Books Behind Bars: Life, Literature, and Leadership

The nationally syndicated TV talk show Katie, hosted by Katie Couric, features Andrew Kaufman’s innovative program at the University of Virginia, taking the Russian classics to places they rarely see. “Books Behind Bars” is introducing young men behind bars to the works of Tolstoy and Dostoyevsky.

donate1“Books Behind Bars: Life, Literature, and Leadership” pairs university students and incarcerated youth and transforms both groups through the power of conversation about the things that matter most: how to find meaning and purpose in life. The improbable—yet oddly apt—catalyst for this endeavor? A Russian literature course created in 2009 by University of Virginia instructor Andrew Kaufman, and currently co-taught by Kaufman and his colleague Rob Wolman, at Beaumont Juvenile Correctional Center.The program is successfully building bridges between students from very different worlds, and encouraging them to embrace their differences as well as similarities.


“Books Behind Bars is the ultimate example of service learning and learning through doing, one of the most brilliant and highly effective I’ve encountered.”
—Ken Bain, international education expert and best-selling author What the Best College Teachers Do and What the Best College Students Do

“Never before have I felt so connected to a class, so motivated to give my all, and so transformed not just as a student but as a human being.”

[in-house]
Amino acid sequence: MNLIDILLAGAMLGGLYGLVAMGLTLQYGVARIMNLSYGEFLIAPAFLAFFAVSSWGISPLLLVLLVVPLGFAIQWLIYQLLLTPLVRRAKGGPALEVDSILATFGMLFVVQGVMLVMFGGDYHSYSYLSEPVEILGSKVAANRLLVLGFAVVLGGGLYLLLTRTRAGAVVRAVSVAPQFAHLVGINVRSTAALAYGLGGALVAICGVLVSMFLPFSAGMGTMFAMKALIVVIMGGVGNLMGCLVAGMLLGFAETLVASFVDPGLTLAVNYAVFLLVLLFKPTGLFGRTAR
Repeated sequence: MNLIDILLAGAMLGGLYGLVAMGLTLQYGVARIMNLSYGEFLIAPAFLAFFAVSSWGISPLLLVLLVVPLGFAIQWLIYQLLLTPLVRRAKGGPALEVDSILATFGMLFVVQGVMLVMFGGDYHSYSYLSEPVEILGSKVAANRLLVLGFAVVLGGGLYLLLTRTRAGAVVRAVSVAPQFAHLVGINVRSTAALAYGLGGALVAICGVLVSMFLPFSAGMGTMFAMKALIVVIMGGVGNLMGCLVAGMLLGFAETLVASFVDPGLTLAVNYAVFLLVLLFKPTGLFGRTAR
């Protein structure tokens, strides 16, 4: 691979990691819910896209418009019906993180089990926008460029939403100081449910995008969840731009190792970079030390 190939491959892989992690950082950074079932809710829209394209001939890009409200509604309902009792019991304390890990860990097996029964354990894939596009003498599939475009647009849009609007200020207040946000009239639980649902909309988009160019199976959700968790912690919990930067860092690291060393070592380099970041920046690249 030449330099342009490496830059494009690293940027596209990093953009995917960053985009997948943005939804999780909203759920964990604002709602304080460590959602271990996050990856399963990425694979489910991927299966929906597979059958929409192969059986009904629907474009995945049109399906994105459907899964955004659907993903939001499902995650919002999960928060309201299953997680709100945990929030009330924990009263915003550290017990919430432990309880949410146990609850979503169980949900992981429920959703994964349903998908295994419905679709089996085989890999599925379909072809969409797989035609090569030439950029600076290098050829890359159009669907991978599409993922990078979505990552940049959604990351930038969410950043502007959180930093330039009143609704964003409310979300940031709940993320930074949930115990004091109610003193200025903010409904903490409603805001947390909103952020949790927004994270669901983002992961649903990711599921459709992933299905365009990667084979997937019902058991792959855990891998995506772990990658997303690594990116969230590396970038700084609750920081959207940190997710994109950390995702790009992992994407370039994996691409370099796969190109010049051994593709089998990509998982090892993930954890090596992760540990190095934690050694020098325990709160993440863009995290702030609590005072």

—anonymous university student feedback

“The whole Russian Literature Project, whenever I was in there, I didn’t feel like I was incarcerated.”
—incarcerated youth participant

“[The course] helped me understand messages that people have been trying to relay to me for my whole life, but it would go in one ear and out the other. But when you actually break it down in the sense of a story, and you start putting it together, you really learn from it.”
—incarcerated youth participant

For fourteen weeks every spring this group of about 35 young adults—the free and the incarcerated—meet weekly to analyze and discuss the work of Tolstoy, Dostoevsky, and others. In doing so, they confront together the enduring questions great literature provokes: What makes for a happy life? How I can be true to myself? What is my responsibility to others? Given that I will die, how should I live?

Now in its sixth year, the program has made a remarkable impact on the university and the Virginia juvenile-justice community. Somehow a course on Russian literature, taught in a correctional facility, has become a shining example of how an innovative college course can become a potent force for effective educational and societal reform. Demand for participation in the program is high, both at UVA, where students have to submit applications for course admission, and at Beaumont Juvenile Correctional Center, where only residents with outstanding behavior are granted admission. UVA and Beaumont have both enjoyed positive feedback from students and favorable notice in the local, national, and international press. At a time when “education reform” seems more a political catchphrase than a viable possibility, the Books Behind Bars partners have been lauded for educating and reforming.

Washington Post feature about Books Behind Bars Read article
NPR Feature about Books Behind Bars, With Good Reason Radio. Listen
See More Books Behind Bars in the news

How Our Program Is Changing Lives
Research on the Books Behind Bars Program
What the At-Risk Juveniles Are Saying
What the University Students Are Saying
Expansion Plans and How You Can Help